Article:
Sambar (looks like an elk)
Black tail mongoose (he had a beautiful red head and our guide Arvinda told us the mongoose is GOOD LUCK on these tiger safaris)
Blue bull antelope (the male has two horns instead of the sambar’s antlers and the male actually looks blue. This is the largest of the Asiatic antelopes)
Chipmunks (These are everywhere. This was the first animal spotted on the safari and in great spirits, everyone in the jeep called out, “CHIPMUNK!!”
Langours ( a type of monkey that is everywhere in the park. They are so much fun to watch!)
Crocodiles (they were sunning themselves or floating amid the white water lilies)
Kingfishers (the turquoise and red white breasted kingfisher and the common kingfisher which looks anything but “common” with its dazzling plumage!)
Serpent crested eagle (yes, it eats serpents!)
Indian Treepie (reminds me of a magpie and has the personality of one, too)
Peacocks (many of these!!)
Plum headed parakeets
Black head and black billed ibis
Bul-bul (looks like a fly catcher and has a flat headed crest)
Indian roller (most amazing blue on this bird!)
Red beaked and black winged stilts
Jungle babblers (I love this name! and the birds are adorable. The ones we saw were giving themselves a dust bath.)
Black-necked storks (These are the world’s tallest storks. They have coral legs and stand 6 feet tall and have an 8 foot wide wing span)
White necked stork
Kukul (crow-like birds)
Desert lapwing (a wading bird)
Moore hens (like partridges)
Long billed vultures in their nests on a cliff’s edge near a huge beehive
White breasted water hen
Wagtail (bobbing its head in a stream)
Golden backed red crested woodpecker
Indian Thick-knee (It had a very flat long bill. Our guide kept saying it was a “tikinee bird” and that is how I wrote its name in my notes. Later Addi figured out he was saying Thick Knee Bird!)
Weaver birds (we only saw their woven nests hanging from the trees)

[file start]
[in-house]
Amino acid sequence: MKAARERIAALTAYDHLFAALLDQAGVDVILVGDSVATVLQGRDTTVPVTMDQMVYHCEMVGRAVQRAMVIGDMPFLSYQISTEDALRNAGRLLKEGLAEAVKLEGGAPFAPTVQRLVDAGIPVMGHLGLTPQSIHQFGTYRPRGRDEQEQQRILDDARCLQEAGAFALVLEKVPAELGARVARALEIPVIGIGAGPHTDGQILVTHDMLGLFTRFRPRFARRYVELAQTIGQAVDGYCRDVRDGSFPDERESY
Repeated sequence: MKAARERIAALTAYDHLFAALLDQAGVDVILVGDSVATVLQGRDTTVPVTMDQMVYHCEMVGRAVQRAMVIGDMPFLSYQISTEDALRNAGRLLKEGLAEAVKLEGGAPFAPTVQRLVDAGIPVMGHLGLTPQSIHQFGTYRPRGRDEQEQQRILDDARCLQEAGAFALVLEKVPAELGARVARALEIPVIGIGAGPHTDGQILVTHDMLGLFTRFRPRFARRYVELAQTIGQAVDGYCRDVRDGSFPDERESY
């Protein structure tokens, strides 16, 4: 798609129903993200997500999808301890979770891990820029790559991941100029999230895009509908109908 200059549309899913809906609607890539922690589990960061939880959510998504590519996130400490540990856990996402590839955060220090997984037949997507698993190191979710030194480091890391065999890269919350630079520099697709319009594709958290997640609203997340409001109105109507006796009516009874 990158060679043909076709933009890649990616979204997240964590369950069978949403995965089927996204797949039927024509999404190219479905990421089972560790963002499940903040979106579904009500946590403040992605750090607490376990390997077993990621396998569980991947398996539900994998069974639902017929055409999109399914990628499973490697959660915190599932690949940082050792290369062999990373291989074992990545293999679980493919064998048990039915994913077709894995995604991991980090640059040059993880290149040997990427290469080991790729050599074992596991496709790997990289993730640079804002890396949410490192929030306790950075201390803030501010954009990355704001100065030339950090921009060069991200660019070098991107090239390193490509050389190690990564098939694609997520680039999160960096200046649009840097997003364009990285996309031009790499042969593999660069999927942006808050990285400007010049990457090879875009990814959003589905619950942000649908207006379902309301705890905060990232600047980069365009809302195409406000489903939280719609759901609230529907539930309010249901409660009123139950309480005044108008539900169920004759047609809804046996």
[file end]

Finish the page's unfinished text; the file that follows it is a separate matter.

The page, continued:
Snake bird (very large bird called Ahinga in Hindi)
Bromini ducks (beautiful golden colored)
As you must have guessed by now, I am saving the BEST for LAST!!
Suddenly, our wildlife guide heard an ALARM CALL! The monkeys, deer, and peacocks all work together as a team in the forest and give out alarm calls to each other when they see a tiger on the prowl. This alarm call came from a deer. It is distinct from the deer mating call, which we also heard plenty of.
“Shhhh! SILENCE PLEASE!”
Our driver turned the jeep around and backed up, cut the engine, and our guide said, “Please quiet! We wait 10 minutes. TIGER COMING.”
I tried to be quiet, but my heart was going BOOM BOOM BOOM so loudly that I thought for sure the whole forest could hear my heart! I was at the back of the jeep near a British woman, Glenda. I head her calmly say, “OHHH, looooovely!” And Glenda and I were the first to see our MAJESTIC TIGER. I could barely steady my hands to take a photo! It was UNBELIEVABLE. I almost cried. I looked at our guide and he had tears in his eyes! Our tiger was a big girl, a beautiful 6 year old female weighing around 265 kilos. She is one of the two collared tigers in the park (for surveying purposes she was collared). She walked past us and walked out onto the road in front of our jeep. We watched her sit down, lick her paws, and give a giant yawn. It was so incredibly exciting! I have never seen anything so beautiful in my life!